How to create a Game Design Document

Keep on track when starting a new game

How to create a Game Design Document

Staying on track when making a new game is a job in itself, so game developers create a Game Design Document (or a GDD) to record their vision for the project.

Compiling one is an artform, yet it’s an essential practice for anyone who considers themselves a professional game dev.

So what goes in it? What if your vision changes as the work gets going? And how do you get started in putting one together?

Why you need a GDD

If you or someone on your team is unsure about whether a gameplay mechanic, a new character or a music track is right for the game, they refer to the GDD. But this is a living document that grows as the game does, so it shouldn’t be considered a list of commandments carved into stone tablets.

It’s fluid, but more importantly, it’s always up-to-date.

In this feature we’re taking a look at what you need to create a game design document from scratch, the best ways to maintain it, and what you should put in it. We'll cover some of the most useful tools for a GDD scribe, ways in which a team can collaborate on the creation of a single GDD, and the resources that are available should you hit a wall.

As always, we want to hear your thoughts and advice on working with a GDD, so remember to send us links to relevant info and to put your hints and tips in the comments section at the bottom of the page.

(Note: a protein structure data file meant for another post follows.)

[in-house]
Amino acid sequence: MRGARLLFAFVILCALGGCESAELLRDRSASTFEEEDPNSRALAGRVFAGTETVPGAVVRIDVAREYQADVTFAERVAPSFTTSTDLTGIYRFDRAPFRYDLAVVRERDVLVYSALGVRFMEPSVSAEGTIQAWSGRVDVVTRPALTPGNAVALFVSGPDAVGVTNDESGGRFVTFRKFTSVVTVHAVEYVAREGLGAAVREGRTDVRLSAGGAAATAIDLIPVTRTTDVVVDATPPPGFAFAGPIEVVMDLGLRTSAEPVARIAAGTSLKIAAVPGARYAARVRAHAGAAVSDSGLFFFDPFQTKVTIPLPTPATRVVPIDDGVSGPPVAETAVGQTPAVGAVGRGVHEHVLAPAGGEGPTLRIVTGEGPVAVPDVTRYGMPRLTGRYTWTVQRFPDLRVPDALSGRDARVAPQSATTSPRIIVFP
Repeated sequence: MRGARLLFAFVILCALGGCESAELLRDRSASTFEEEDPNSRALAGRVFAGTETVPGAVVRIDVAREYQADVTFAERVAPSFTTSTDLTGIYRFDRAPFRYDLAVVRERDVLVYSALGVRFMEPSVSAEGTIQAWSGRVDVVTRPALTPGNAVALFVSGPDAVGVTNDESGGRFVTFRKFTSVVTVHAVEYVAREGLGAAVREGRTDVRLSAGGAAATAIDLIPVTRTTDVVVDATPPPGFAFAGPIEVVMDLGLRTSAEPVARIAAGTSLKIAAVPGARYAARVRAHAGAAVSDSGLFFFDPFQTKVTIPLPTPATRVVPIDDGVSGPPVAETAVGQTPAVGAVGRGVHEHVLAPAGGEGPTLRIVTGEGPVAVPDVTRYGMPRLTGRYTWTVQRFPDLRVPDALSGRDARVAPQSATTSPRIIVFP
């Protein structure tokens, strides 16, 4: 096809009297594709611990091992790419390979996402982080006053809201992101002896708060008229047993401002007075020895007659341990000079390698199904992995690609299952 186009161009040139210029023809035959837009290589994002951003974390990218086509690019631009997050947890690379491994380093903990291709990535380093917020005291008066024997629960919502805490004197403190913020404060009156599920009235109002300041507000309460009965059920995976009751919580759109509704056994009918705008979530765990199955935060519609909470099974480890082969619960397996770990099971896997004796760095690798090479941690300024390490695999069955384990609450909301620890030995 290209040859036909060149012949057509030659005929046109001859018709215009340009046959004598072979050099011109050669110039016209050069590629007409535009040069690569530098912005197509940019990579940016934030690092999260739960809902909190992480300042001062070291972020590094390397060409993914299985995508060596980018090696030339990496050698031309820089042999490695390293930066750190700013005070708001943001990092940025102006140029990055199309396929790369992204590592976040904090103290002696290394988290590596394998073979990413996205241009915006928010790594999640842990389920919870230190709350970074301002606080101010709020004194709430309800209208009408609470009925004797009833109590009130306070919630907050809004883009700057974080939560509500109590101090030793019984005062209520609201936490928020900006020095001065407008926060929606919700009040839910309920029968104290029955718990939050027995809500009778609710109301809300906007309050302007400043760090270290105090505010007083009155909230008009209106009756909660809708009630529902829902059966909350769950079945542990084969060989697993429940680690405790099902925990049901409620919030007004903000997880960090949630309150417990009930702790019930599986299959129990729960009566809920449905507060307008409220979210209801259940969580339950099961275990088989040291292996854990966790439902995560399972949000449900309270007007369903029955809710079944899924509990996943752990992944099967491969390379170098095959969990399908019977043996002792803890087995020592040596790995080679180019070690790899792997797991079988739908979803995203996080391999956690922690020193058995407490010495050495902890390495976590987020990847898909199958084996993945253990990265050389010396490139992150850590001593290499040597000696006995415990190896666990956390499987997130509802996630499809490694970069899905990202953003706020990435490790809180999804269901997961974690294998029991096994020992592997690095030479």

Click here to view the list »
  • 1 Tools

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    There’s no ambiguity about the word ‘document’ when it comes to GDDs. If you want, it can be a physical scrapbook, or it could be an online collection of custom-made web pages. Both these options are at the opposite ends of the practicality spectrum, of course, with acres of middle ground between them.

    What you really need is generally little more than a Word document, or maybe a PDF (although this latter format is more irksome to edit as the GDD evolves). So take your pick of your favourite document creation tool and load it up. We’ve compiled a few options below, in case you want to take a new approach.

    Google Drive

    Microsoft Office

    Free Word Processing Tools:

    FreeOffice: Free, available for Windows and Linux
    OpenOffice: Free, available for Windows, Linux and Mac
    LibreOffice: Free, available for Windows and Mac, pre-installed on Linux


  • 2 Skills

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    You must keep in mind that in all likelihood, you won’t be the only one referring to the GDD later on in the development. This means it’s not practical to just hack it together like a scrapbook with a few poorly composed emails and text-speak captions chucked into the mix.

    Your vision must be clear. That’s the whole point of a GDD. So if it’s badly written, and people can’t understand what you meant to say - or you can’t even decipher your own thoughts when you go back to them, further down the development line - then the GDD is worthless.